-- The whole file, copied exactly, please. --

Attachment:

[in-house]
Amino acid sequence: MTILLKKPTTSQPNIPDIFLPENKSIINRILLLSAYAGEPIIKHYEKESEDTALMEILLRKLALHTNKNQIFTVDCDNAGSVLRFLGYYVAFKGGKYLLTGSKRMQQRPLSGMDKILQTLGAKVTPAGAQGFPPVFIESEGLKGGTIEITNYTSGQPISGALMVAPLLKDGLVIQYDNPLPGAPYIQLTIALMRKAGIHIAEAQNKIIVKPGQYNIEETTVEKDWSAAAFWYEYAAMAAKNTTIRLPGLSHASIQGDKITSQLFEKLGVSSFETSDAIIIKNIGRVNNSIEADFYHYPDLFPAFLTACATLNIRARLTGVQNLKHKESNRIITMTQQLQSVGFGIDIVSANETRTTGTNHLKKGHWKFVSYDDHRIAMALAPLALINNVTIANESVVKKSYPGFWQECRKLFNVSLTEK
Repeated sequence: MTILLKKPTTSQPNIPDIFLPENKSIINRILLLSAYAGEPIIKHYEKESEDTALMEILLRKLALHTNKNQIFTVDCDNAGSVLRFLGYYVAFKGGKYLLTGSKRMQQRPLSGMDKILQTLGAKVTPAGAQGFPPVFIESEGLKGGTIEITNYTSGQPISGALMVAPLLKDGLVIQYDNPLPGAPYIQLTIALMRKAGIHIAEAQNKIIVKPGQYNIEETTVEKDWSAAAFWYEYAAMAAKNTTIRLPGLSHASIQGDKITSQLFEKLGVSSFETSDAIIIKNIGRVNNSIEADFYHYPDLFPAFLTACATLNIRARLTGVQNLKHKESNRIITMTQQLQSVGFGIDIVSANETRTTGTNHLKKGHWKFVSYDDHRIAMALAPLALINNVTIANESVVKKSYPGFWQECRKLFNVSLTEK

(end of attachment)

[in-house]
Amino acid sequence: MTILLKKPTTSQPNIPDIFLPENKSIINRILLLSAYAGEPIIKHYEKESEDTALMEILLRKLALHTNKNQIFTVDCDNAGSVLRFLGYYVAFKGGKYLLTGSKRMQQRPLSGMDKILQTLGAKVTPAGAQGFPPVFIESEGLKGGTIEITNYTSGQPISGALMVAPLLKDGLVIQYDNPLPGAPYIQLTIALMRKAGIHIAEAQNKIIVKPGQYNIEETTVEKDWSAAAFWYEYAAMAAKNTTIRLPGLSHASIQGDKITSQLFEKLGVSSFETSDAIIIKNIGRVNNSIEADFYHYPDLFPAFLTACATLNIRARLTGVQNLKHKESNRIITMTQQLQSVGFGIDIVSANETRTTGTNHLKKGHWKFVSYDDHRIAMALAPLALINNVTIANESVVKKSYPGFWQECRKLFNVSLTEK
Repeated sequence: MTILLKKPTTSQPNIPDIFLPENKSIINRILLLSAYAGEPIIKHYEKESEDTALMEILLRKLALHTNKNQIFTVDCDNAGSVLRFLGYYVAFKGGKYLLTGSKRMQQRPLSGMDKILQTLGAKVTPAGAQGFPPVFIESEGLKGGTIEITNYTSGQPISGALMVAPLLKDGLVIQYDNPLPGAPYIQLTIALMRKAGIHIAEAQNKIIVKPGQYNIEETTVEKDWSAAAFWYEYAAMAAKNTTIRLPGLSHASIQGDKITSQLFEKLGVSSFETSDAIIIKNIGRVNNSIEADFYHYPDLFPAFLTACATLNIRARLTGVQNLKHKESNRIITMTQQLQSVGFGIDIVSANETRTTGTNHLKKGHWKFVSYDDHRIAMALAPLALINNVTIANESVVKKSYPGFWQECRKLFNVSLTEK